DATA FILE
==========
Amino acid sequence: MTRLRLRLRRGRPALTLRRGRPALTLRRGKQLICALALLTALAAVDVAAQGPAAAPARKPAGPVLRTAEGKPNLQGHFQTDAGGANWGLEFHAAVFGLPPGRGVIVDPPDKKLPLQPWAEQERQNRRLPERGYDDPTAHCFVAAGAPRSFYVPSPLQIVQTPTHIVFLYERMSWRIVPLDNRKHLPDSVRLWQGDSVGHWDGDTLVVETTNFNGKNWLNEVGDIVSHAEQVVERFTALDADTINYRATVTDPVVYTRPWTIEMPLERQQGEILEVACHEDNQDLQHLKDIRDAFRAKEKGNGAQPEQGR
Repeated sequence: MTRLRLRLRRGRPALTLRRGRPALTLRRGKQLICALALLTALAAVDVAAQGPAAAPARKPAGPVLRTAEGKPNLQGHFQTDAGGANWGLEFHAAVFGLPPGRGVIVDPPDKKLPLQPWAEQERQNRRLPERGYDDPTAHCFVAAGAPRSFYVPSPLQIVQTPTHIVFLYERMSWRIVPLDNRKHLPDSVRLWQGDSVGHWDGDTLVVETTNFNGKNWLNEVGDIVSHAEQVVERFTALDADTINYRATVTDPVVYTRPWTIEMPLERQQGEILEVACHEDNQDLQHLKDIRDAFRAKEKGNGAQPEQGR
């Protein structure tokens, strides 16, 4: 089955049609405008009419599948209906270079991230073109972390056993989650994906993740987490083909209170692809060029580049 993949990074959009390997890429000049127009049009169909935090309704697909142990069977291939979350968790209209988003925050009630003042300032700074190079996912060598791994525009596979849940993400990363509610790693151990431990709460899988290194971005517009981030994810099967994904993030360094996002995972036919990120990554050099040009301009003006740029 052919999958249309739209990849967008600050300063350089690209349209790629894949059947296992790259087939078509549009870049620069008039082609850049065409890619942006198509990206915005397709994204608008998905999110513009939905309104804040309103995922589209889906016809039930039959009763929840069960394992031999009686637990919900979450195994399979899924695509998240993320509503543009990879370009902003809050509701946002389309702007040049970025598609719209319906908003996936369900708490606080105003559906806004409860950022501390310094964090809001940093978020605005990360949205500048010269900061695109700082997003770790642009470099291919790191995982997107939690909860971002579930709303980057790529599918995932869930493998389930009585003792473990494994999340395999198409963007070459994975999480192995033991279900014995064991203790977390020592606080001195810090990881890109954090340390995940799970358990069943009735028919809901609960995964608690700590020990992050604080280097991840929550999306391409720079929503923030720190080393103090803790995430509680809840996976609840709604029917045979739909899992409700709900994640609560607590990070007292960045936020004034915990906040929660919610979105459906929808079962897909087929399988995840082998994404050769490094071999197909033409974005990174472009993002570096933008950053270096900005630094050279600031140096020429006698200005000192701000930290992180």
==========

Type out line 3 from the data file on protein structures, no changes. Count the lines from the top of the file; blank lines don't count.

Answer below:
């Protein structure tokens, strides 16, 4: 089955049609405008009419599948209906270079991230073109972390056993989650994906993740987490083909209170692809060029580049 993949990074959009390997890429000049127009049009169909935090309704697909142990069977291939979350968790209209988003925050009630003042300032700074190079996912060598791994525009596979849940993400990363509610790693151990431990709460899988290194971005517009981030994810099967994904993030360094996002995972036919990120990554050099040009301009003006740029 052919999958249309739209990849967008600050300063350089690209349209790629894949059947296992790259087939078509549009870049620069008039082609850049065409890619942006198509990206915005397709994204608008998905999110513009939905309104804040309103995922589209889906016809039930039959009763929840069960394992031999009686637990919900979450195994399979899924695509998240993320509503543009990879370009902003809050509701946002389309702007040049970025598609719209319906908003996936369900708490606080105003559906806004409860950022501390310094964090809001940093978020605005990360949205500048010269900061695109700082997003770790642009470099291919790191995982997107939690909860971002579930709303980057790529599918995932869930493998389930009585003792473990494994999340395999198409963007070459994975999480192995033991279900014995064991203790977390020592606080001195810090990881890109954090340390995940799970358990069943009735028919809901609960995964608690700590020990992050604080280097991840929550999306391409720079929503923030720190080393103090803790995430509680809840996976609840709604029917045979739909899992409700709900994640609560607590990070007292960045936020004034915990906040929660919610979105459906929808079962897909087929399988995840082998994404050769490094071999197909033409974005990174472009993002570096933008950053270096900005630094050279600031140096020429006698200005000192701000930290992180």